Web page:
The Turner carbine (top) was designed by Russel J. Turner of Butler, Pennsylvania. The original design was chambered for .30 cartridges and was entered into the SRM1 Light Rifle competition at the Aberdeen Proving Grounds in 1941. On the 15th of September of the same year it was rejected and re-chambered for .45 ACP. It could fire single shots or fully-automatic fire. It was once again entered into trials and once again rejected. Only a single prototype was made.
The second weapon was made by F. W. Woodhull in Millington, New Jersey. Like the Turner carbine, the Woodhull was entered into the SRM1 Light Rifle competition and rejected (three times!), and subsequently converted into a .45 ACP submachine gun. Many of the parts were manufactured by Winchester and the magazine held 10 rounds, but ultimately it was too heavy and offered no real advantages over the Thompson. Only one was made.

Woodhull & Turner carbines

The Turner carbine (top) was designed by Russel J. Turner of Butler, Pennsylvania. The original design was chambered for .30 cartridges and was entered into the SRM1 Light Rifle competition at the Aberdeen Proving Grounds in 1941. On the 15th of September of the same year it was rejected and re-chambered for .45 ACP. It could fire single shots or fully-automatic fire. It was once again entered into trials and once again rejected. Only a single prototype was made.

The second weapon was made by F. W. Woodhull in Millington, New Jersey. Like the Turner carbine, the Woodhull was entered into the SRM1 Light Rifle competition and rejected (three times!), and subsequently converted into a .45 ACP submachine gun. Many of the parts were manufactured by Winchester and the magazine held 10 rounds, but ultimately it was too heavy and offered no real advantages over the Thompson. Only one was made.

Norm Carbine

The Norm carbine was designed by Birmingham Small Arms in the 40’s, and was intended for SOE forces. What’s unusual about the Norm carbine is the cocking mechanism, which consisted of a pistol-like slide as can clearly be seen. Also unusual was the foregrip; it was placed on the right hand side of the muzzle, and the firer was supposed to wrap their arm underneath the barrel and hold the grip with their palm facing upwards. It can’t have been terribly comfortable to fire and it never saw service, although I can’t comment on the actual performance of the weapon.

http://firearms.96.lt/pages/Norm%20carbine.html

The Cristóbal carbine 
Designed by Pál de Király, a Hungarian arms designer, the Cristóbal was a popular rifle with countries that did not want to deal with the political consequences of purchasing NATO or Warsaw Pact small arms. It was made by Király’s Cristóbal company from 1948, with production taking place in the Dominican Republic. Chambered for .30 carbine, some classify it as a submachine gun rather than a rifle, but nevertheless it sold in the tens of thousands and armed many Central American forces.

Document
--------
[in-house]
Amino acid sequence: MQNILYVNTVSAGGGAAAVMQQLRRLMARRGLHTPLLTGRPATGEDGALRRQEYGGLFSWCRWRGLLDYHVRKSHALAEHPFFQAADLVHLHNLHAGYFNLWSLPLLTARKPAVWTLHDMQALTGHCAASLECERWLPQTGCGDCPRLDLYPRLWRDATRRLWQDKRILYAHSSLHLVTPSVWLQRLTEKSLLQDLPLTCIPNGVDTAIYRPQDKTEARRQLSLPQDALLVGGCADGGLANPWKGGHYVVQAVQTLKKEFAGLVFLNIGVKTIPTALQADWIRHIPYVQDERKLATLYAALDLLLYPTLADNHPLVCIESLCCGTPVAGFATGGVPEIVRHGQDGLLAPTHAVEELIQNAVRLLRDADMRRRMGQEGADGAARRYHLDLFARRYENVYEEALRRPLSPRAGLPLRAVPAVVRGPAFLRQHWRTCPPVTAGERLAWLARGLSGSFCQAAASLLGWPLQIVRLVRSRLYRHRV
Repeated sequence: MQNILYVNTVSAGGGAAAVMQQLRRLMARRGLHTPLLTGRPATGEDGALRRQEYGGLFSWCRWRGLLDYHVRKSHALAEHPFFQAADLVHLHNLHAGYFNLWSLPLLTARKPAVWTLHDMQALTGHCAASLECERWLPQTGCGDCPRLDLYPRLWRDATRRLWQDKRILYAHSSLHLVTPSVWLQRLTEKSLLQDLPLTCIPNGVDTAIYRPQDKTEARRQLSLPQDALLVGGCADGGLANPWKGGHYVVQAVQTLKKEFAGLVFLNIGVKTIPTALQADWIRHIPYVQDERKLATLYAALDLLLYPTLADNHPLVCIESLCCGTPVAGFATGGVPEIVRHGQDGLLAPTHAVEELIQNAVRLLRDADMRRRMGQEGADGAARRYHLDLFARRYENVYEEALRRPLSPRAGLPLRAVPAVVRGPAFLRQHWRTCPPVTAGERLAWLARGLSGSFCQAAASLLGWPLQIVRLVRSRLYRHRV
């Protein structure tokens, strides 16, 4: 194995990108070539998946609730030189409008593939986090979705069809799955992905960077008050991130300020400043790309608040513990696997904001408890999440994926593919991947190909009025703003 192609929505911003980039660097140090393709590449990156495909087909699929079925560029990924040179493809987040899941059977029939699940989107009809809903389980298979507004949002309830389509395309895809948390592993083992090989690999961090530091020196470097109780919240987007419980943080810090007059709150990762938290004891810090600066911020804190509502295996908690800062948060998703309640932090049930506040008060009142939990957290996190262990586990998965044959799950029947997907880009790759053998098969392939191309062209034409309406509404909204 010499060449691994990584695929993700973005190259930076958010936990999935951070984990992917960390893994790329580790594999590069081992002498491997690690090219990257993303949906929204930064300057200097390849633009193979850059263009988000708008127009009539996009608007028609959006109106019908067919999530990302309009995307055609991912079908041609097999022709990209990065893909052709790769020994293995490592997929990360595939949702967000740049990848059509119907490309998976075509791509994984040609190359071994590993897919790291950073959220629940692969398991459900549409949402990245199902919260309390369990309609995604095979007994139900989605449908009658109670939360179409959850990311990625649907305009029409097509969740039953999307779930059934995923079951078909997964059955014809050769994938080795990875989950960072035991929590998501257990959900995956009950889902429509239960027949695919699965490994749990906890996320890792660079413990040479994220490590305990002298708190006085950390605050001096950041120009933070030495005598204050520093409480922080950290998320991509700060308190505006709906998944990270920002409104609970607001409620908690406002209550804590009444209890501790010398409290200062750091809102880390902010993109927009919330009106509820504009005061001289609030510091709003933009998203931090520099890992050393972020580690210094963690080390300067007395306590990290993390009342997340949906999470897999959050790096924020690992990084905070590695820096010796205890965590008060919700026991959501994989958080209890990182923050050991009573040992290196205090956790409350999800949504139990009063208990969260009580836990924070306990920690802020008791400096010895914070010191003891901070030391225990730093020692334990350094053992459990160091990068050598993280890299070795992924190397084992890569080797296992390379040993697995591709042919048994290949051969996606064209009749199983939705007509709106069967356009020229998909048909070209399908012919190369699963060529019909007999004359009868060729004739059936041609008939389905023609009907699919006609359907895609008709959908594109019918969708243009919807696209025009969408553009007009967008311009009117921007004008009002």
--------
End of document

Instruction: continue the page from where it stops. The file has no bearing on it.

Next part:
The Cristóbal carbine

Designed by Pál de Király, a Hungarian arms designer, the Cristóbal was a popular rifle with countries that did not want to deal with the political consequences of purchasing NATO or Warsaw Pact small arms. It was made by Király’s Cristóbal company from 1948, with production taking place in the Dominican Republic. Chambered for .30 carbine, some classify it as a submachine gun rather than a rifle, but nevertheless it sold in the tens of thousands and armed many Central American forces.

"Ever see a 48-shooter?"
I recently came across this bizarre 1948 promotional material for Levi’s jeans that makes reference to a 48-shot revolver. The ad seems to imply that these weapons saw usage in the American West but I can’t find any evidence to back this up - the only patent regarding this type of revolver was taken out by Joseph Enouy of Middlesex, England in 1855. His revolver still exists today. However, a wooden mock-up of a similar design surfaced at an auction in Illinois, so it is possible that the design was played around with in the US. As for cowboys slinging them around like 19th-century submachine guns? Unlikely.

"Ever see a 48-shooter?"

I recently came across this bizarre 1948 promotional material for Levi’s jeans that makes reference to a 48-shot revolver. The ad seems to imply that these weapons saw usage in the American West but I can’t find any evidence to back this up - the only patent regarding this type of revolver was taken out by Joseph Enouy of Middlesex, England in 1855. His revolver still exists today. However, a wooden mock-up of a similar design surfaced at an auction in Illinois, so it is possible that the design was played around with in the US. As for cowboys slinging them around like 19th-century submachine guns? Unlikely.